ASSA14-12-14 Long-Term Outcomes of Coronary Stenting in Women versus Men: Results from A Registry To Evaluate Safety And Effectiveness Of Everolimus Drug Eluting Stent For Coronary Revascularisation

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Although procedural success rates are similar by sex, it remains unclear whether long-term outcomes exist between the sexes.


Data on 1900 Chinese patients from a registry evaluating safety and effectiveness of everolimus drug eluting stent for coronary revascularisation (SEEDS) were analysed to compare long-term outcomes by sex.


Female patients (n = 492) were older (63.27 ± 8.38 vs 58.38 ± 9.55, p < 0.05), had more diabetes (31.1% vs 26.4%, p < 0.05) and hypertentions (71.5% vs 61.7%, p < 0.05) than male patients (n = 1408). At one-year follow-up, there was less target vessel failure in female patients than male patients (4.67% vs 6.39%, p < 0.05). There was a trend that rate of cardiac death (0.41% vs 0.50%, p > 0.05), myocardial infarction (3.25% vs 3.48%, p > 0.05), stent thrombosis (0.41% vs 0.64%, p > 0.05) and bleeding (1.22% vs 1.49%, p > 0.05) was lower in female patients.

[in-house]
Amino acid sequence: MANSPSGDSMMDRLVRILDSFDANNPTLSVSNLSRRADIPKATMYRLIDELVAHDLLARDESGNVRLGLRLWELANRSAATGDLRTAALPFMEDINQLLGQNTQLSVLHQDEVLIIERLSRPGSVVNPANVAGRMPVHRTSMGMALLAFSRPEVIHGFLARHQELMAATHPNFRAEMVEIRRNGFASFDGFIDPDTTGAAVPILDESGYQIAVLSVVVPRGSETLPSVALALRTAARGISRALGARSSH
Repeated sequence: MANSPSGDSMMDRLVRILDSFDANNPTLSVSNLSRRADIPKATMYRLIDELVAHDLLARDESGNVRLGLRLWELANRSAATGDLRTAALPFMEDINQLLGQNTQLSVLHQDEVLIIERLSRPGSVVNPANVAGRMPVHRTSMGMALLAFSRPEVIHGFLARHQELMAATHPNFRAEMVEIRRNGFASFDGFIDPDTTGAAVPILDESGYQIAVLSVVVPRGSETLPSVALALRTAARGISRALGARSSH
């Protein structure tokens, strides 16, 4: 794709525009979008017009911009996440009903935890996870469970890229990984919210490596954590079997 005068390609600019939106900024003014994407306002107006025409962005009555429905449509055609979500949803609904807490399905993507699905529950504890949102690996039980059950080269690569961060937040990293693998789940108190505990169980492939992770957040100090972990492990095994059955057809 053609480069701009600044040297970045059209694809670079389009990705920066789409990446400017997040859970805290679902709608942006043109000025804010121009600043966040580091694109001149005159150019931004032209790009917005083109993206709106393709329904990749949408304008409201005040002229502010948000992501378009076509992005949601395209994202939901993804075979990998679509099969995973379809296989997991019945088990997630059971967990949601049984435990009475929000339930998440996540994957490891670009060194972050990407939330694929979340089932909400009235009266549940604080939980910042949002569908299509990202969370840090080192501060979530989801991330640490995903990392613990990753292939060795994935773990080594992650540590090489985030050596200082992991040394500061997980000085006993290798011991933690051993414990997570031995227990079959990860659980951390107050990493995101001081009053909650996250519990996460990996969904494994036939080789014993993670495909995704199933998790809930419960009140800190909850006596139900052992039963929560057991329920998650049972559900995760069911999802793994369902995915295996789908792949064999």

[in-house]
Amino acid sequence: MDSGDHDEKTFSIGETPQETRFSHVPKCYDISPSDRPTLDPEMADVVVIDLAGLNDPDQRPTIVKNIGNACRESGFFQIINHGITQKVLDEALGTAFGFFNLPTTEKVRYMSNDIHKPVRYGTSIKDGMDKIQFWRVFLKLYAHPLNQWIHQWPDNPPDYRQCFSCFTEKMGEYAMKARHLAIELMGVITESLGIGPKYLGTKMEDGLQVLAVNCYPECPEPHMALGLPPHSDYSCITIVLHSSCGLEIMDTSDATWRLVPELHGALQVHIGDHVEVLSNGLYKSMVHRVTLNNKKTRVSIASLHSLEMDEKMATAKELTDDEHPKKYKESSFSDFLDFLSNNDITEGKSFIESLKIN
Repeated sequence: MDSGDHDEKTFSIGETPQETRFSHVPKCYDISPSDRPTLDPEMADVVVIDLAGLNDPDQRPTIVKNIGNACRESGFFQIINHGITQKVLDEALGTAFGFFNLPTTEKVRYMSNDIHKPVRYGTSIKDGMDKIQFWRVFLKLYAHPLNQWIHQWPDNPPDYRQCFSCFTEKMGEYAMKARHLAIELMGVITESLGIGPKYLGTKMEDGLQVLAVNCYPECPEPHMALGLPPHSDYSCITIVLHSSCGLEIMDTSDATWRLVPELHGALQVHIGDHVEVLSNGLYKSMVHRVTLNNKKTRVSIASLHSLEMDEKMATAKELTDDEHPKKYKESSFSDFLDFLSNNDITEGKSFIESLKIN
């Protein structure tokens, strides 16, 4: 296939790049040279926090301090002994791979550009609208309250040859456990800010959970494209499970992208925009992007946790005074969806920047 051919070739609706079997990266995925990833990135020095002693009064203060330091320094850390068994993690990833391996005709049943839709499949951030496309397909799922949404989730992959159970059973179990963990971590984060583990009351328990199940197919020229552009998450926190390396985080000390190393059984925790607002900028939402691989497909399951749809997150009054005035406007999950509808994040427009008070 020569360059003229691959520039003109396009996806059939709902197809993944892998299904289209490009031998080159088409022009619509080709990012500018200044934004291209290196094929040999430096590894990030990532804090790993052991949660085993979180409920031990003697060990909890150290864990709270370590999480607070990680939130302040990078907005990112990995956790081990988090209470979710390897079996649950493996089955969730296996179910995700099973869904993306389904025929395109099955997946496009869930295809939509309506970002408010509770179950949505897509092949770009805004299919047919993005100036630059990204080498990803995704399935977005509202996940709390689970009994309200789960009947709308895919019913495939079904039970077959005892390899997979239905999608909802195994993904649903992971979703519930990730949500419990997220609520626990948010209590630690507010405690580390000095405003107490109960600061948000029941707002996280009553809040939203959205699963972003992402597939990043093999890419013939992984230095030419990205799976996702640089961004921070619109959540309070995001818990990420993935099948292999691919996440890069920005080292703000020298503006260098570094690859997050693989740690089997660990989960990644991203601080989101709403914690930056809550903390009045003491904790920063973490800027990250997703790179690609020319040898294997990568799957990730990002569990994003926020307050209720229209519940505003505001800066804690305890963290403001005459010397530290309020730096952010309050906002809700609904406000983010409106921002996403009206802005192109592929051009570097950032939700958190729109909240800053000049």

Women undergoing everolimus drug eluting stent implantation have a slightly higher risk than men, but have better long-term survival, especially for rate of target vessel failure.

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